I am just finishing up John Patrick Duggin's book on President Ronald Reagan. Duggin brings up an interesting point that I hadn't realized, namely that Reagan was strongly influenced in his views by Thomas Paine. Paine is the one founding father that Reagan quoted the most, and much of Paine's ideology -- individual liberty, a suspicion of large institutions, hostility to taxation and government regulation, etc. -- is evident in Reagan's general approach to conservatism.
One particularly interesting point that Duggin makes is the Reagan's brand of conservatism was remarkably untraditional in its rhetoric. In several different contexts, Reagan quoted Paine's stirring line, "We have the power to begin the world anew" -- a very untraditional sentiment. Reagan embraced Paine's idea that human beings can liberate themselves from corrupt and oppressive structures in order to create a new order of liberty and individualism. While Reagan appealed to voters of a more traditionalist perspective, he was no disciple of Russell Kirk and even less a disciple of Edmund Burke. Behind Reagan's conservativism was a streak of radicalism that is underappreciated both by many current conservatives who tend to be overly hagiographic when speaking of the former president, and many modern progressives who ignorantly demonize him.
It is a fascinating twist of history that the most radical founding father -- Thomas Paine -- serves as a primary philosophical influence on the most successful conservative president of the 20th century. Any attempt to understand Ronald Reagan must take into account the influence of Thomas Paine on his work. And any attempt to appreciate Thomas Paine's influence on America must look to the impact his work had on the ideas, rhetoric and program of President Reagan.
Reagan was initially sort of a secularist--and a Democrat, (though not a Pelosicrat--and never a pal of unions). He joined the GOP in 60s, did he not--the biblethumpers didn't really seize control of the GOP until, well, Reagan's campaign for President in late 70s--when the GOP backroom boys finally realized the power of the "moral majority" voting bloc.
However Reagan was not exactly too tolerant of dissent or freedom (ie Paine-like virtues), when, as CA Gov, he and his henchman Ed Meese ordered the cops into Berkeley, was he.
Reagan's Paine-ism was sort of finished by the time he took office as Governor (--though some might argue it was over when he was testifying for HUAC...).
Certainly Reagan is ignorantly demonized by the left and ignorantly idolized by the right, but his radicalizm contained few elements to appeal to Progressives. He drive to "make the world anew" was not a desire to re-engineer society, but the stop the engineers, but in the world and in the U.S. At the time, I think most of us thought the use of Paine's language was just a flourish of oratory, as it is with most polemicists.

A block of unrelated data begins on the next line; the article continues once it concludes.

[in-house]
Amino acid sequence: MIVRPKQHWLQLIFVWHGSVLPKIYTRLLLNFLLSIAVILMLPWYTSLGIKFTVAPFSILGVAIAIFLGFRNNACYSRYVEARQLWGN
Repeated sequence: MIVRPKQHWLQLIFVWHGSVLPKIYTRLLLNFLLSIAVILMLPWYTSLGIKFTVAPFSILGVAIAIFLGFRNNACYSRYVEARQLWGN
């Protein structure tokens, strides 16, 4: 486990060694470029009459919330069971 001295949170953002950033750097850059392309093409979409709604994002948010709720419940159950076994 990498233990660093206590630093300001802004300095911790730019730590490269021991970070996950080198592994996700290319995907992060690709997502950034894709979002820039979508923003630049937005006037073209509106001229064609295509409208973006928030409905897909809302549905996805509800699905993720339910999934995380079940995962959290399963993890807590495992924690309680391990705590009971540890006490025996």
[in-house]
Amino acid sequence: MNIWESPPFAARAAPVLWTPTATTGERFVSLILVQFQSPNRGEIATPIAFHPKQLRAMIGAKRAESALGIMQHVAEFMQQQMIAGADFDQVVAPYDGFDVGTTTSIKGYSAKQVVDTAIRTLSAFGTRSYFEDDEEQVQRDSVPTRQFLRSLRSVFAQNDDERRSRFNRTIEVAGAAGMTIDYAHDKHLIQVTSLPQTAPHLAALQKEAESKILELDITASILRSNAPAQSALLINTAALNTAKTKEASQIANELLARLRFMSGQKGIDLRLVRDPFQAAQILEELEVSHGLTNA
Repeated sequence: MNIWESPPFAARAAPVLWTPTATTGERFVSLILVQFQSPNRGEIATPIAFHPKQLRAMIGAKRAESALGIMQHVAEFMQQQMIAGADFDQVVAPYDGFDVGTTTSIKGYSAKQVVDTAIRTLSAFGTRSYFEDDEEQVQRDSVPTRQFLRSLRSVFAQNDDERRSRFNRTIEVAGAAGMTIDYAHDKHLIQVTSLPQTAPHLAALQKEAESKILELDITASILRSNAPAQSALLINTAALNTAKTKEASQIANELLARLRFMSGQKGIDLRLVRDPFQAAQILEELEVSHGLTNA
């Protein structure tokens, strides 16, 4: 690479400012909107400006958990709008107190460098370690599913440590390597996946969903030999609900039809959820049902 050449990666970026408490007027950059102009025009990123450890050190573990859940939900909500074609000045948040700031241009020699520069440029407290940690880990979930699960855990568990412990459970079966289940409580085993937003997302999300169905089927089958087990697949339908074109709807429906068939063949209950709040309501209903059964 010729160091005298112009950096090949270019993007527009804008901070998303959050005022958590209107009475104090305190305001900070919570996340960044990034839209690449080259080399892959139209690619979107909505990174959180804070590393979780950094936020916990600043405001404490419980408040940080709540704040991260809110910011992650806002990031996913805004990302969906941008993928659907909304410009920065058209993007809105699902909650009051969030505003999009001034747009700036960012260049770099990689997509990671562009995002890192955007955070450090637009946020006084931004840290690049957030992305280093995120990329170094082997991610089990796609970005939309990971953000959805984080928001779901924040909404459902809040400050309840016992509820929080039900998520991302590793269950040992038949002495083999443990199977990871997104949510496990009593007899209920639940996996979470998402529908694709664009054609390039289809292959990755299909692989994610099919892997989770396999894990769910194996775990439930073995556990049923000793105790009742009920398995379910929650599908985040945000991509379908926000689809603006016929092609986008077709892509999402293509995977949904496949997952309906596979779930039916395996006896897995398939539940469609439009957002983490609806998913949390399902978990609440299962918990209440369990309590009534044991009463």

That said, the point is a very interesting one, and deserves further consideration.
I took a quick survey of the internet on this very interesting meme, and there's certainly a lot to it. However, Edmund Burke's applicability---of respect for tradition as having at least undergone a roadtest, unlike modern ideas---is shown in Reagan's belief in constitutional originalism vs. the "living constitution," and also against socialism, which wasn't around in Burke's time.
Still, Reagan's epitaph is
"I know in my heart that man is good. That what is right will always eventually triumph. And there's purpose and worth to each and every life."
...hardly a Calvinist sentiment, and an area we've touched on on this blog, of the Founders' view of man and man's nature.
Still, as writer Matthew Franck writes:
*Using published presidential papers, and comparing him to his nine predecessors from Hoover to Carter, I found that Reagan mentioned the "Framers" or the "Founding Fathers" more often than all of them combined, and the "Founders" about three quarters as many times as the others combined.
And so, Reagan's conservatism, in his advocacy of returning to the Founding principles, is Burkean in spirit, even if the particulars differ.
But it should also be noted that Reagan himself wasn't particularly a social conservative, even if the so-called "bible-thumpers" chose him as their best alternative.
Reagan is certainly sui generis, and deserves careful evaluation.
Ah, I was writing while you were, Daniel, and expressed similar sentiments.
Mark in Spokane - interesting post. I'd appreciate seeing additional posts on this topic where you analyze Paine's influences on Reagan in perspective of time.
Reagan's views were either constantly adapting or his actions differed from his past rhetoric and claimed positions, and not just for expediency, but also as an effort to improve results - I think a primary reason he was ultimately so successful after initially failing. In fact his evolution during his tenure as President is an aspect I find most fascinating about him. So knowing when Reagan was subscribing to Paine's views, or in opposition, would be particularly insightful.
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